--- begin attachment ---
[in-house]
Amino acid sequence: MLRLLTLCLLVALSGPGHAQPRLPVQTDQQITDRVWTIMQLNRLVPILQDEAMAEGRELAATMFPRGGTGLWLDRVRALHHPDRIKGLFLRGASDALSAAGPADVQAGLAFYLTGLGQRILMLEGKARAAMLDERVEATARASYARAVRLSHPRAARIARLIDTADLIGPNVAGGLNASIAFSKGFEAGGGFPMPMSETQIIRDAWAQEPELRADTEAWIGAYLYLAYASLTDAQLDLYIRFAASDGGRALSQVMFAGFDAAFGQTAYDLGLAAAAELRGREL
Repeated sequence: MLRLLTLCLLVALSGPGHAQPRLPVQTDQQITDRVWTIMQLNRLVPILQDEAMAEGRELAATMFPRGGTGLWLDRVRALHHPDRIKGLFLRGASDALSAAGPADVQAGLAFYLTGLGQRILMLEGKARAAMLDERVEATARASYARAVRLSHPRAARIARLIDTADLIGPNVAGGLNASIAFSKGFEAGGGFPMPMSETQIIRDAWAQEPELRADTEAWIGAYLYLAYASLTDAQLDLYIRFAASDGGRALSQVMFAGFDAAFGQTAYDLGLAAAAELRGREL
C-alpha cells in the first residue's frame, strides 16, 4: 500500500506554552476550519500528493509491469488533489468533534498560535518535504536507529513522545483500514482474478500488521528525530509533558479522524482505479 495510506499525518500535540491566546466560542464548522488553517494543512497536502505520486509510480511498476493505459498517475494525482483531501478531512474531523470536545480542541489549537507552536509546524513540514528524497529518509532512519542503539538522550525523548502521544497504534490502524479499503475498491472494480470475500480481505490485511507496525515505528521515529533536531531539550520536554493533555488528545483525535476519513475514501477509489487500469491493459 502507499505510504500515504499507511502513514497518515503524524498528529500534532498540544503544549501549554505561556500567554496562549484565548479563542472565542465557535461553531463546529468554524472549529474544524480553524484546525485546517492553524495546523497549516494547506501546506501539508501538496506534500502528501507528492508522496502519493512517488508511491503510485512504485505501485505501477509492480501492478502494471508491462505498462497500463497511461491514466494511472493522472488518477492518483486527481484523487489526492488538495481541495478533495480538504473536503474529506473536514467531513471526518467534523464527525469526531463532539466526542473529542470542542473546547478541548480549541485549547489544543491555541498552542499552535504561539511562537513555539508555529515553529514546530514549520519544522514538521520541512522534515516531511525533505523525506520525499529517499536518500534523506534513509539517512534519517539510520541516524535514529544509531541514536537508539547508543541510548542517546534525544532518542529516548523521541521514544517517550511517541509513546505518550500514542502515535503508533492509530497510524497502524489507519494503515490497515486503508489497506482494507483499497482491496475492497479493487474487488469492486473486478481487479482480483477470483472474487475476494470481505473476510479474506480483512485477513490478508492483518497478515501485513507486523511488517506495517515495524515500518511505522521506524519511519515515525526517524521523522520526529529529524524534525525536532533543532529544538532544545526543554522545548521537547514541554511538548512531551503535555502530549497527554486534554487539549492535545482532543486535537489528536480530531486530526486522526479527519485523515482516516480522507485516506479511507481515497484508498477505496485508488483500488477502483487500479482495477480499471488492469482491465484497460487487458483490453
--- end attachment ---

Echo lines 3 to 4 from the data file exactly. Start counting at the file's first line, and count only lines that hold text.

Repeated sequence: MLRLLTLCLLVALSGPGHAQPRLPVQTDQQITDRVWTIMQLNRLVPILQDEAMAEGRELAATMFPRGGTGLWLDRVRALHHPDRIKGLFLRGASDALSAAGPADVQAGLAFYLTGLGQRILMLEGKARAAMLDERVEATARASYARAVRLSHPRAARIARLIDTADLIGPNVAGGLNASIAFSKGFEAGGGFPMPMSETQIIRDAWAQEPELRADTEAWIGAYLYLAYASLTDAQLDLYIRFAASDGGRALSQVMFAGFDAAFGQTAYDLGLAAAAELRGREL
C-alpha cells in the first residue's frame, strides 16, 4: 500500500506554552476550519500528493509491469488533489468533534498560535518535504536507529513522545483500514482474478500488521528525530509533558479522524482505479 495510506499525518500535540491566546466560542464548522488553517494543512497536502505520486509510480511498476493505459498517475494525482483531501478531512474531523470536545480542541489549537507552536509546524513540514528524497529518509532512519542503539538522550525523548502521544497504534490502524479499503475498491472494480470475500480481505490485511507496525515505528521515529533536531531539550520536554493533555488528545483525535476519513475514501477509489487500469491493459 502507499505510504500515504499507511502513514497518515503524524498528529500534532498540544503544549501549554505561556500567554496562549484565548479563542472565542465557535461553531463546529468554524472549529474544524480553524484546525485546517492553524495546523497549516494547506501546506501539508501538496506534500502528501507528492508522496502519493512517488508511491503510485512504485505501485505501477509492480501492478502494471508491462505498462497500463497511461491514466494511472493522472488518477492518483486527481484523487489526492488538495481541495478533495480538504473536503474529506473536514467531513471526518467534523464527525469526531463532539466526542473529542470542542473546547478541548480549541485549547489544543491555541498552542499552535504561539511562537513555539508555529515553529514546530514549520519544522514538521520541512522534515516531511525533505523525506520525499529517499536518500534523506534513509539517512534519517539510520541516524535514529544509531541514536537508539547508543541510548542517546534525544532518542529516548523521541521514544517517550511517541509513546505518550500514542502515535503508533492509530497510524497502524489507519494503515490497515486503508489497506482494507483499497482491496475492497479493487474487488469492486473486478481487479482480483477470483472474487475476494470481505473476510479474506480483512485477513490478508492483518497478515501485513507486523511488517506495517515495524515500518511505522521506524519511519515515525526517524521523522520526529529529524524534525525536532533543532529544538532544545526543554522545548521537547514541554511538548512531551503535555502530549497527554486534554487539549492535545482532543486535537489528536480530531486530526486522526479527519485523515482516516480522507485516506479511507481515497484508498477505496485508488483500488477502483487500479482495477480499471488492469482491465484497460487487458483490453